Unique Advantage: Soft Brands Positioned to Recovery Quickly

A woman watches TV in a hotel room

One week ahead of the long-awaited Memorial Day weekend, U.S. soft brand hotels reached the 50 percent occupancy mark for the first time since March 2020. For soft brands, which are collections of unique properties owned by a major parent company but lauded for individuality and local flair, the new, pandemic-era occupancy record may have marked a turning point in performance.

An animal of a different sort

Soft brands remain a relatively new phenomenon in the hotel industry, with the first collection hitting the market in 2008. The concept quickly caught on, however, and by April 2021, 18 soft brands representing more than 99,000 rooms operated in the United States.

Soft brand supply has grown well above the national average over the last 13 years as a unique, middle-ground offering to existing hotels and developers. Properties retained their originality and often operated under a separate set of brand standards, and in turn, received access to massive, parent company-backed distribution networks.

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As a result, soft branded hotels recorded performance as unique as their design, with lower occupancy and higher average daily rate (ADR) than hard branded hotels both leading up to and during the COVID-19 pandemic.

Despite differing strategies, revenue per available room (RevPAR) between the types of chains is nearly equal, with soft brands averaging RevPAR that is $3 higher than hard brands in 2019 and 2020. Over the past four months, however, the gap in soft and hard brand RevPAR has doubled, with the former averaging RevPAR $6 higher than the latter, largely due to pandemic-induced shifts in traveler mix.

Pandemic-era pricing power

While soft brand occupancy has remained below hard brand occupancy levels over the course of the pandemic, soft brands have had no problem recovering rates nearly to normal, and correspondingly increasing the gap in RevPAR between the segments.

Soft brands draw pricing power from their primary demand segment: leisure travelers. While business transient and corporate group demand have not returned in force, leisure travelers have flooded roads and airports in increasing numbers since mid-March. Soft brand hotels, which are smaller and more leisure-driven than hard-branded chains of similar scale, have capitalized on the influx of demand and pushed rates nearly to 2019 levels.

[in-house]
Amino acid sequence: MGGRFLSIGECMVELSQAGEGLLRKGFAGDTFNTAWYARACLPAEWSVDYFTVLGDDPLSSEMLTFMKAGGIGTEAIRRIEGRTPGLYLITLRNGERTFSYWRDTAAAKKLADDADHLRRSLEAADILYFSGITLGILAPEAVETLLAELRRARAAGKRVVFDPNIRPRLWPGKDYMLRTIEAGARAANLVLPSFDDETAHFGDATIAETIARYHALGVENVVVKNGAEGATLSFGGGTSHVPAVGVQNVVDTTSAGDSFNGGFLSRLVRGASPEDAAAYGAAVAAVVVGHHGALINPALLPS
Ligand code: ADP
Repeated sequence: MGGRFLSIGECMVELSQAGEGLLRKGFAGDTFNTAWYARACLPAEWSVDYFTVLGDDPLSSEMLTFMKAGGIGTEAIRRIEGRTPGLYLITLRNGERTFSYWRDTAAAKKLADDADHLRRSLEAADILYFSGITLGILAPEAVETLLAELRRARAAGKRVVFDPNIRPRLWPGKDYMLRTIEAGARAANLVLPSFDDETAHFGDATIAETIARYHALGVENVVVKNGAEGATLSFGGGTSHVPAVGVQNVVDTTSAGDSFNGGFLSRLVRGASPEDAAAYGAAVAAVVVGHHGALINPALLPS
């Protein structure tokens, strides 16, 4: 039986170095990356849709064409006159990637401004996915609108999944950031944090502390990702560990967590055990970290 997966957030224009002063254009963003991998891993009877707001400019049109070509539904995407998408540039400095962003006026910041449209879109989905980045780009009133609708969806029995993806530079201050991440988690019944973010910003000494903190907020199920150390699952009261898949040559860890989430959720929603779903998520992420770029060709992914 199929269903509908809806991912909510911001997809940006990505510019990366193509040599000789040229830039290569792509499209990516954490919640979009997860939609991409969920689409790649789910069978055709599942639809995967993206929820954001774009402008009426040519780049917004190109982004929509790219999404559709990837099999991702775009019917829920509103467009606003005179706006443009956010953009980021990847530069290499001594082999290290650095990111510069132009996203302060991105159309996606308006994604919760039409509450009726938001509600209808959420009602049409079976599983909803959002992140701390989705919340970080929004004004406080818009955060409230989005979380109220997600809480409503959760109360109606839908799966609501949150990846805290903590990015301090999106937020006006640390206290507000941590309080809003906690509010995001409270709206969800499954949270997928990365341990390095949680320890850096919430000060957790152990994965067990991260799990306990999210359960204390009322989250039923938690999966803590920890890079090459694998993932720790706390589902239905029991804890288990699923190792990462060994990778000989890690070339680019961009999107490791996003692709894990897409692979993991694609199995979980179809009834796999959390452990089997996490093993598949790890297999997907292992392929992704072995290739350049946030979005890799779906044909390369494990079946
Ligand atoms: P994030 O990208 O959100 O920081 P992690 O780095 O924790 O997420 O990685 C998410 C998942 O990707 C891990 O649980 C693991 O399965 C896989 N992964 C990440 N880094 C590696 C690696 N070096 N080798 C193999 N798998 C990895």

Land of leisure

A focus on the leisure traveler has helped soft brands to recoup more than just rates in 2021. Group demand is not expected to flourish until the third quarter of the year, but soft brands are already pacing well in the race to group recovery.

Pre-pandemic, group demand at soft branded properties accounted for a smaller overall share of total demand than group demand at hard brand hotels, which has positioned soft brands to reach 2019 group demand levels faster than hard brands.

It’s not only a lighter reliance on groups that are helping soft brands build group demand faster—their smaller size and individualistic design make soft brands ideal for small-scale, leisure-driven group events like weddings. While corporate conferences and conventions are unlikely to resume until fall, social groups have started to return across the country as restrictions are lifted.

Conclusion

While soft branded hotels did not escape the COVID-19 pandemic unscathed, their attributes and business model have helped propel their recovery ahead of hard brands. With leisure travelers expected to drive recovery through the first half and into the second half of the year, soft brands should anticipate a strong summer.

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Kelsey Fenerty is a research analyst at STR.

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